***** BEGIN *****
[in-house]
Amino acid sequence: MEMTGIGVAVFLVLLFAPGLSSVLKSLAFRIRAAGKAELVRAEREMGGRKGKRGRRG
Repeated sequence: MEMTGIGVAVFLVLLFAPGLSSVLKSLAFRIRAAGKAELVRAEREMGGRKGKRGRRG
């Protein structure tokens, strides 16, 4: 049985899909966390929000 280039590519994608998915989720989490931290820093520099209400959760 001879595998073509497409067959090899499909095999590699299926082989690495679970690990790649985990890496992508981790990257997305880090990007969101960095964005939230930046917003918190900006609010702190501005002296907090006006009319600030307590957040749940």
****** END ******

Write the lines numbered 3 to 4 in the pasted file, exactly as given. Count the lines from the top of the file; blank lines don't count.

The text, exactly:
Repeated sequence: MEMTGIGVAVFLVLLFAPGLSSVLKSLAFRIRAAGKAELVRAEREMGGRKGKRGRRG
């Protein structure tokens, strides 16, 4: 049985899909966390929000 280039590519994608998915989720989490931290820093520099209400959760 001879595998073509497409067959090899499909095999590699299926082989690495679970690990790649985990890496992508981790990257997305880090990007969101960095964005939230930046917003918190900006609010702190501005002296907090006006009319600030307590957040749940």